Our best hope for the future is that the intellect - the scientific spirit, reason - should in time establish a dictatorship over the human mind. The very nature of reason is a guarantee that it would not fail to concede to human emotions, and to all that is determined by them, the position to which they are entitled. But the common pressure exercised by such a domination of reason would prove to be the strongest unifying force among men, and would prepare the way for further unifications. Whatever, like the ban laid upon thought by religion, opposes such a development is a danger for the future of mankind.

Character | Danger | Emotions | Force | Future | Guarantee | Hope | Mankind | Men | Mind | Nature | Position | Reason | Religion | Spirit | Thought | Time | Danger | Intellect | Thought |

Arnold Geulincx

My will does not produce the motive power to move my limbs. Rather, he who imparted motion to matter, and ordained its laws, shaped my will also; he thus joined together two utterly different things - the movement of matter and the decision of my will in such a way that whenever my will desires some action, the desired bodily movement will occur and vice versa, without there being any causation involved, or any influence of the one upon the other. It is just as if there were two clocks appropriately adjusted with reference to each other and the time of day in such a way that when one struck the hour the other immediately did likewise.

Action | Character | Day | Decision | Influence | Power | Time | Will | Vice |

Frank Bunker Gilberth, Sr.

We're worn into grooves by Time - by our habits. In the end, these grooves are going to show whether we've been second rate or champions, each in his way in dispatching the affairs of every day. By choosing our habits, we determine the grooves into which Time will wear us; and these grooves that enrich our lives and make for ease of mind, peace, happiness - achievement.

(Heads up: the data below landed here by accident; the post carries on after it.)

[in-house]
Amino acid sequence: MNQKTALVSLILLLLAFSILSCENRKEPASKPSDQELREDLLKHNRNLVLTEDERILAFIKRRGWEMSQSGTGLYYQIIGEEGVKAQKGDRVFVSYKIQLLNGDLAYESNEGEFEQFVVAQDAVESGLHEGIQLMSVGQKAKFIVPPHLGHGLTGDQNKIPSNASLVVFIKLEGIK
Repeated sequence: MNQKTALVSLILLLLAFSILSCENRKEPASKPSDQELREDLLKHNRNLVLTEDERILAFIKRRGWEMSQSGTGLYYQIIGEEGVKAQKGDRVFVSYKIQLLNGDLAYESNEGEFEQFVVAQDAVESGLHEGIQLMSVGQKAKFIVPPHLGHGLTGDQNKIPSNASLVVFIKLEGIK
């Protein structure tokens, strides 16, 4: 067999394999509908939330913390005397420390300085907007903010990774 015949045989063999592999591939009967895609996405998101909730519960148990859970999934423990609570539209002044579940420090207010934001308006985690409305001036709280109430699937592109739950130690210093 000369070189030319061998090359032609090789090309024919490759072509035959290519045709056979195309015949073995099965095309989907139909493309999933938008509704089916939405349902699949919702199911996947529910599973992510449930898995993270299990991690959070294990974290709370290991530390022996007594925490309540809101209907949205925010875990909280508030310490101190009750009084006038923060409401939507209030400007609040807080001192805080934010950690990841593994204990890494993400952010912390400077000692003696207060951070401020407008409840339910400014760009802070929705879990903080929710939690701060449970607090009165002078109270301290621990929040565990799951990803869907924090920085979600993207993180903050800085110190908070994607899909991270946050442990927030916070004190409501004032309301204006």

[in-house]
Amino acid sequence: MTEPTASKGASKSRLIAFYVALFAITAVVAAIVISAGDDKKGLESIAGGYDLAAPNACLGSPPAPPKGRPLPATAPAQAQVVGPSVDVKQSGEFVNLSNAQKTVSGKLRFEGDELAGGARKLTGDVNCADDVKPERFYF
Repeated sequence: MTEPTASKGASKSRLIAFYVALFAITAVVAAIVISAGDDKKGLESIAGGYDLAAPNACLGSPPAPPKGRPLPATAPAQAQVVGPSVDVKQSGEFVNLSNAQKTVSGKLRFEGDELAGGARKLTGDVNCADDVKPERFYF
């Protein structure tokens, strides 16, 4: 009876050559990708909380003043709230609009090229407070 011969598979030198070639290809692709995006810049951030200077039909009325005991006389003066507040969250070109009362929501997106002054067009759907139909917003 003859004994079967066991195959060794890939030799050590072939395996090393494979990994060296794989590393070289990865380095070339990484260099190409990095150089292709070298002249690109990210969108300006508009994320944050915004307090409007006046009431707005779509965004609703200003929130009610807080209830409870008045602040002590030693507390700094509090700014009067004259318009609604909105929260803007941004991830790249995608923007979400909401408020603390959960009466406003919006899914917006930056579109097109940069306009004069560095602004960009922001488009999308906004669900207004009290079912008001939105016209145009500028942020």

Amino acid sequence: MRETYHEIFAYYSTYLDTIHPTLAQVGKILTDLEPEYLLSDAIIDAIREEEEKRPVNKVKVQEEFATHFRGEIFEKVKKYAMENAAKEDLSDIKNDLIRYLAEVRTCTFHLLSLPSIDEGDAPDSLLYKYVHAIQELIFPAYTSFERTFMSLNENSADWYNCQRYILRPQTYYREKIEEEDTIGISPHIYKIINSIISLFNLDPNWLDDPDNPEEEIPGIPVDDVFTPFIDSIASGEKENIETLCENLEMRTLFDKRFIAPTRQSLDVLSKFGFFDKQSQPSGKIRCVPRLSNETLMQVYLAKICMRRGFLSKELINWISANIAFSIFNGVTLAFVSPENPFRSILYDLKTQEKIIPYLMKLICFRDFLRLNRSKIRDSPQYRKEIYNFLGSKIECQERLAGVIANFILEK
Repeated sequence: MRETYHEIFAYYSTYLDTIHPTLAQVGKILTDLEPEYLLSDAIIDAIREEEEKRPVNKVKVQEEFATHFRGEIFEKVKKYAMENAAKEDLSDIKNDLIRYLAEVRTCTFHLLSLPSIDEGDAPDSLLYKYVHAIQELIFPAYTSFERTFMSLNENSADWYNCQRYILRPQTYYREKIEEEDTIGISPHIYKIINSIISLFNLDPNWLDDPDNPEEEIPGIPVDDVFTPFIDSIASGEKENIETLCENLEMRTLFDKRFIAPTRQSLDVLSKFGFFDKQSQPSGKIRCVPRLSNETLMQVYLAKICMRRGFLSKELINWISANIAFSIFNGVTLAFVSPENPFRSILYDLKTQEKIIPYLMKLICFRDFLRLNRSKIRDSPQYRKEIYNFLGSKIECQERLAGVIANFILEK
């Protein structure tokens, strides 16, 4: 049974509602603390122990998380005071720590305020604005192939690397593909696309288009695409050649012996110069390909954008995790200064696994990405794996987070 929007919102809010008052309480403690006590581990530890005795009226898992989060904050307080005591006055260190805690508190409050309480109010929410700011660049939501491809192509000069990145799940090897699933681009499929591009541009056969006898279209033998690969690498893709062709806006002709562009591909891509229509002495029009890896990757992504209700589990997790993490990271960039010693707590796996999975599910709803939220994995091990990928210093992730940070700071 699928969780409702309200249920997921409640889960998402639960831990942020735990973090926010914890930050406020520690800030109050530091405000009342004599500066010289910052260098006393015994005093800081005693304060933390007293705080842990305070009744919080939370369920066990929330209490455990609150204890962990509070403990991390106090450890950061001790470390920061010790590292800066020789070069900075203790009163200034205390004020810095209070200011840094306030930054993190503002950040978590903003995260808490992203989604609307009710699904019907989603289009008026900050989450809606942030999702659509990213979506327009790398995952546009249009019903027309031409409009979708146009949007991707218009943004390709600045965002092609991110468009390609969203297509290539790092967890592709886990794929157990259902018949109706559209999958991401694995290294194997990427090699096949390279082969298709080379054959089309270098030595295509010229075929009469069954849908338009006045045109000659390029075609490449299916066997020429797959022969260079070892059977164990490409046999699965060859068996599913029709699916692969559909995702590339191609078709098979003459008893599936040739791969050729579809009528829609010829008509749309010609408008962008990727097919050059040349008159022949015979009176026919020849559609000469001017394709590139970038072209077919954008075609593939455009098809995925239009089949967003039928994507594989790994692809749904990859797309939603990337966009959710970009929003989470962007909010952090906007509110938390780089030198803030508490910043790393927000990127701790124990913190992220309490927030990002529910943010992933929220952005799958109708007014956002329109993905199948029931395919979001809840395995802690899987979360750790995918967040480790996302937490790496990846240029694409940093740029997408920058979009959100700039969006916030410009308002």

Achievement | Character | Day | Mind | Peace | Time | Will | Happiness |

Thomas Hobbes

Continual success in obtaining those things which a man form time to time desireth, that is to say, continual prospering, is that men call felicity; I mean the felicity of this life. For there is no such thing as perpetual tranquillity of mind, while we live here; because life itself is but motion, and can never be without desire, nor without fear, no more than without sense.

Character | Desire | Fear | Life | Life | Man | Men | Mind | Sense | Success | Time | Tranquility |

Fenwicke Lindsay Holmes

Every time you give another a "piece of your mind," you add to your own vacuum.

Character | Mind | Time |

J. T. Headley, fully Joel T. Headley

The awakening of our best sympathies, the cultivation of our best and purest tastes, strengthening the desire to be useful and good, and directing youthful ambition to unselfish ends, such are the objects of true education.

Ambition | Awakening | Character | Cultivation | Desire | Education | Ends | Good | Ambition |

Horace, full name Quintus Horatius Flaccus NULL

As a wise man in time of peace prepares for war.

Character | Man | Peace | Time | War | Wise |

Henry Home, Lord Kames

No man ever did a designed injury to another, but at the same time he did a greater to himself.

Character | Man | Time |

W. T. Grant, fully William Thomas Grant

It must be obvious to those who take the time to look at human life that its greatest values lie not in getting things, but in doing them, in doing them together, in all working toward a common aim, in the experience of comradeship, of warmhearted 100% human life.

Character | Experience | Life | Life | Time |

Richard Hill

Life is but one continual course of instruction. The hand of the parent writes on the heart of the child the first faint characters which time deepens into strength so that nothing can efface them.

Character | Heart | Life | Life | Nothing | Strength | Time | Child | Parent |

Anna Katherine Green

There are two kinds of artist in this world; those that work because the spirit is in them, and they cannot be silent if they would, and those that speak from a conscientious desire to make apparent to other the beauty that has awakened their own admiration.

Admiration | Beauty | Character | Desire | Spirit | Work | World | Beauty |

Johann Wolfgang von Goethe

What do people mean when they talk about unhappiness? It is not so much unhappiness as impatience that from time to time possesses men, and then they choose to call themselves miserable.

Character | Impatience | Men | People | Time | Unhappiness |